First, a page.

Blue Duck Warriors

I have always found it refreshing to spend time with passionate, hard-working people who have come together for a common goal.

Hard-working people coming together in pursuit of a common goal was the situation at River Valley Lodge last weekend, the 29th and 30th August 2020. It was a diverse group comprising volunteers, Department of Conservation staff, local Iwi and staff from Nga Whenua Rahui.

What brought this group of about 30 people together for their annual hui (meeting/ get together) was their commitment to protecting, and growing the population of the rare native Torrent Duck, the Whio or Blue Duck. This group of, primarily, volunteers, called the Ruahine Whio Protectors, are responsible for the maintenance and checking of over 2500 kill traps in the Ruahine Ranges and surrounds.

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A unique avian, the Whio, one of only three species of torrent duck in the world, has white water rapids as part of its habitat. A long-lived bird, it is now only found regularly in the backcountry, inhabiting bush lined, fast-flowing, clean, streams.

Unfortunately for Whio, it like so many other New Zealand native bird species is ill-equipped to deal with the challenges to survival that European settlers in particular brought with them. Foremost of these has been habitat destruction through clearance of native forest, and more directly, predation by introduced predators, primarily Stoats.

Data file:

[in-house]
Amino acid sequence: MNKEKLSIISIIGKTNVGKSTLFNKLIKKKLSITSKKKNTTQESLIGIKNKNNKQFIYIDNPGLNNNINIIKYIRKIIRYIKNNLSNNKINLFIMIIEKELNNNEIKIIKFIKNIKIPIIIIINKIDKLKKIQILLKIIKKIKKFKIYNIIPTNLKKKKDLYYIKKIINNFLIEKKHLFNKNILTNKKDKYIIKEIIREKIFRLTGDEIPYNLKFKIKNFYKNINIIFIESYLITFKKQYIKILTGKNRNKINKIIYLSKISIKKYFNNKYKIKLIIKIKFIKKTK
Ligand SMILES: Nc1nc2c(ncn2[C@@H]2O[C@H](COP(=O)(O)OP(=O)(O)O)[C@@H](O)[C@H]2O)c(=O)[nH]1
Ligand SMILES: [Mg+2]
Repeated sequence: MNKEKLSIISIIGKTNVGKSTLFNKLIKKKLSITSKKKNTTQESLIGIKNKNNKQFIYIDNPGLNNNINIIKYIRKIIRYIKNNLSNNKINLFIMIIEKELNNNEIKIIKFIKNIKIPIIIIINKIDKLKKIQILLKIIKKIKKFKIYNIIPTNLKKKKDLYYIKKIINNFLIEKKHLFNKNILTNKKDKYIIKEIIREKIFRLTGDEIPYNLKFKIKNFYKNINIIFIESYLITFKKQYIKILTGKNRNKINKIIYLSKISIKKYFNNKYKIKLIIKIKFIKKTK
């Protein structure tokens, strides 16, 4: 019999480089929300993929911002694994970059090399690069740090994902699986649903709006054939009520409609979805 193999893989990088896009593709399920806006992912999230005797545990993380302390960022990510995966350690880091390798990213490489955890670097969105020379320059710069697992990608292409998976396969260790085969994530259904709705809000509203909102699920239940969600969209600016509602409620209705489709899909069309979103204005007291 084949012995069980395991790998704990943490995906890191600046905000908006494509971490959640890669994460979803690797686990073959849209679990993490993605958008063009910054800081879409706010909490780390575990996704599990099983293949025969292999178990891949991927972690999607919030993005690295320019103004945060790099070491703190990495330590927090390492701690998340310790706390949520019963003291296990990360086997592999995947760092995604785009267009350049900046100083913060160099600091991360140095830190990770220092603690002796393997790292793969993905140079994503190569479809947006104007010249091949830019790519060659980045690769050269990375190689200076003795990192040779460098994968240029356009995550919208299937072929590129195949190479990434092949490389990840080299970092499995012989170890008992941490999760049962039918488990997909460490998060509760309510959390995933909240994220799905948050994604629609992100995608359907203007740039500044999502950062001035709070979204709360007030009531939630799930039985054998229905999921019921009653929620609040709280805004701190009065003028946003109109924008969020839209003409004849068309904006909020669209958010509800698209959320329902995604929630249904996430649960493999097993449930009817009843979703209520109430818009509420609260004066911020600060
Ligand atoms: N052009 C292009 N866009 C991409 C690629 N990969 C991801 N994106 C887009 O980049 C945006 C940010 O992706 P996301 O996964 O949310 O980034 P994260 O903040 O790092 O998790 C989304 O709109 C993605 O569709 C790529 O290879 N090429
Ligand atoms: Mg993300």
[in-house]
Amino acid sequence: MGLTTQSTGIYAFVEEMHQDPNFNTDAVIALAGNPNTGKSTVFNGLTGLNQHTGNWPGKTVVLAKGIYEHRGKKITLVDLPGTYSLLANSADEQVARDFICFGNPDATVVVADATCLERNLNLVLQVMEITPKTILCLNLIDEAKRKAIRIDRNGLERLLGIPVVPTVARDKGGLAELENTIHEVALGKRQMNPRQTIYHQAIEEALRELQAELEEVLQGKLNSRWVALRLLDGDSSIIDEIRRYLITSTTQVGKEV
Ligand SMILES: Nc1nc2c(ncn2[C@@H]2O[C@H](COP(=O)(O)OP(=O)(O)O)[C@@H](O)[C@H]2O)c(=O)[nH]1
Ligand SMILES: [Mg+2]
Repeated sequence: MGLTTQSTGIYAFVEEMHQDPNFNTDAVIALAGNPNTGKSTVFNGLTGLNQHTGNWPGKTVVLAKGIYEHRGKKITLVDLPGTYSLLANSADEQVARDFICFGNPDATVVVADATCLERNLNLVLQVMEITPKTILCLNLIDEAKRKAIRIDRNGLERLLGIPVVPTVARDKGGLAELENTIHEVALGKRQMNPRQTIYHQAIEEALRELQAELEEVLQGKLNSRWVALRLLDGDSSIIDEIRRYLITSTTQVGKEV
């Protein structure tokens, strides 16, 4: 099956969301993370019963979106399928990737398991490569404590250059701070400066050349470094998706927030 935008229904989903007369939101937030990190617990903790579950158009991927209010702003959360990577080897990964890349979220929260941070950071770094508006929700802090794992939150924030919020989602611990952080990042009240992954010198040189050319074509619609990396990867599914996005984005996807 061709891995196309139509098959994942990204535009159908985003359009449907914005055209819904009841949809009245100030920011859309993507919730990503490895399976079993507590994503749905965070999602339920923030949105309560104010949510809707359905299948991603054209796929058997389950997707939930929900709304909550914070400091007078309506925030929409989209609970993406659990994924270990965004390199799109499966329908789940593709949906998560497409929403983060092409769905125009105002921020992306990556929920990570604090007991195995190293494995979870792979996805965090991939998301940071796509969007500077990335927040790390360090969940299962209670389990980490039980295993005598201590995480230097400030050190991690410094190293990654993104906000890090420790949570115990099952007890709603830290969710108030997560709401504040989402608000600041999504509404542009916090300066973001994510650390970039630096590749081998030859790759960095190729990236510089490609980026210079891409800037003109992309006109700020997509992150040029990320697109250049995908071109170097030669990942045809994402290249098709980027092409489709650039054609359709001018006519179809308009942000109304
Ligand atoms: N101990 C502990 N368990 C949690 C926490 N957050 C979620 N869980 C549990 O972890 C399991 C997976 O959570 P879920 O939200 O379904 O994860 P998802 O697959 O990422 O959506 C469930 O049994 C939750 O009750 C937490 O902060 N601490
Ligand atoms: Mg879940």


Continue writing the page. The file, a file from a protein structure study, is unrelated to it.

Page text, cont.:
Stoats, initially introduced in the late 1800s to help control a plague of rabbits (also introduced), soon turned their attention New Zealand’s endemic birds. With the Islands that make up this country having been isolated from other landmasses for so long, evolution went in different directions than elsewhere.

The effects of this isolation on these birds made them incredibly vulnerable to invaders. Many were long-lived, bred slowly, often had lost the power of flight, and to cap, all these disadvantages did not recognise Stoats as a predator. They were literally sitting ducks. This result of this has been one of the highest extinction rates of endemic fauna anywhere in the world.

Like many of New Zealand’s endemic species, numbers of Whio have crashed, with a remnant population of at most 10,000 birds, about one-third of its more famous neighbour, the Kiwi. As mentioned above, the surviving birds now mostly inhabit hard to reach areas of the backcountry, such as found in the rugged Ruahine Ranges.

On any given weekend, especially over the Spring, Summer and early Autumn, the Ruahine Ranges witness this small group of committed people. Primarily, volunteers, they stride through the hills clearing and rebaiting traps and recording those kills in weatherproof notebooks. Every rat or Stoat killed gives our threatened species just a little more hope of successfully breeding this season.

And all that effort is working!

Numbers of Whio are slowly increasing across most drainages. At the same time, there appears to be a “halo” effect happening. This effect is seen in growing numbers of other species that are also benefiting from the removal of predators.

The weekend left me feeling proud of being a part of these efforts.

Like many others present, who also felt this, it was inspiring hearing of the progress being made.

If you would like to support these efforts, then we suggest you visit Volunteers who can walk the hills to check traps are always needed. The government or other agencies do not fully fund most of the voluntary effort, so a financial contribution or donation is always appreciated.

Working together, we can make the difference for our threatened species.

Thanks in advance for your help.


Brian Megaw

An awesome turnout for the 2020 hui!

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